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Learning Support Teacher

Discussion in 'Teaching abroad' started by jennifermd25, Jul 15, 2016.

  1. jennifermd25

    jennifermd25 New commenter

    Hi all,

    I am a special education teacher with my MA and have taught in the US public school system (high poverty, inner city districts) for 15 years. I am taking my first leap into the international school sector! I am excited although a bit daunted as I took a position in Scandinavia and the taxes/rent/costs are high. I am realistic about the fact I won't save much money but am also curious about a few things, hoping some forum members with more experience can help.

    1. What can I expect for the first few weeks of school? I am new to the PYP program and I know that special education in the international sector will be much different than what I have done in the states. Any advice on fun activities or first weeks of school activities for the students that might align to this curriculum?

    2. I've been a little disturbed to read on these forums that when you return to US or UK the schools there do not view this experience abroad as a positive? I would think this would look great on a resume but I guess I might be mistaken. Thoughts?

    3. I am very nervous about the high taxes in Denmark and want to make sure I am not being double taxed, any US residents have any advice on this? Obv I will be hiring a professional to do my taxes this year so I don't make any mistakes.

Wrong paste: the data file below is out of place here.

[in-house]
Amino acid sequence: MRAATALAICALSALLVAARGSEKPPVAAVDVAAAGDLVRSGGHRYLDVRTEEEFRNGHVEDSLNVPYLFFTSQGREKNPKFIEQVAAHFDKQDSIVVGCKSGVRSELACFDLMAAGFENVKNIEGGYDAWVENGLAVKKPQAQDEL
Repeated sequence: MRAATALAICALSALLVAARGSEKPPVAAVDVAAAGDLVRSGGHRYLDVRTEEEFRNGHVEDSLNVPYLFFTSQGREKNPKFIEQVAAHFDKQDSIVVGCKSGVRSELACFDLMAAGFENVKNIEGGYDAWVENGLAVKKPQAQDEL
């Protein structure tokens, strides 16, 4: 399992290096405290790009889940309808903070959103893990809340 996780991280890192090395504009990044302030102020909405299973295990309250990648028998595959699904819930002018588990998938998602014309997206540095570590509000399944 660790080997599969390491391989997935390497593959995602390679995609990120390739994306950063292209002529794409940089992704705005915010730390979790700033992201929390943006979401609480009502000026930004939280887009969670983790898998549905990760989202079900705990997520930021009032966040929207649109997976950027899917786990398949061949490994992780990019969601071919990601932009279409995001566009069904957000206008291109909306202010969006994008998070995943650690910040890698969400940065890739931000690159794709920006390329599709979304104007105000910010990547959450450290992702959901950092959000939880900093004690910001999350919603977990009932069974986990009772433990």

4. I have been a strong union member here in the US as a teacher and I consider teaching to be a very important social justice issue. I know things will be a lot different in the international sector ($$$$$) and wondering if anyone has advice on dealing with potentially difficult parents, and wondering if the parents, due to money have a lot of control on how the school is run. How often are teachers let go since there are fewer protections in the IS community? I had tenure through my union and we had a lot of protections so just curious how this works in different places and what can I expect as far as worker support and protection.

    I'm excited and would love any advice about general things like settling in or to the specific concerns above! I found my job through Search and they were very helpful through this whole process. Thanks!
  2. wrldtrvlr123

    wrldtrvlr123 Occasional commenter

    Hello. I am also a US trained SPED teacher and have taught overseas since 2005 (I am now teaching with DoDDS overseas). I will throw my two cents in, FWIW.

    1. I have not taught within PYP but I am familiar with it. In my limited experience the expectations of SPED/LS teachers as regards to the PYP framework are somewhat different then with classroom teachers. Much of this will depend on how your individual school implements the PYP and their SPED/Learning Support program. You will probably receive training in "Making the PYP Happen!" and others here might have better/more specific advice for the start of the year.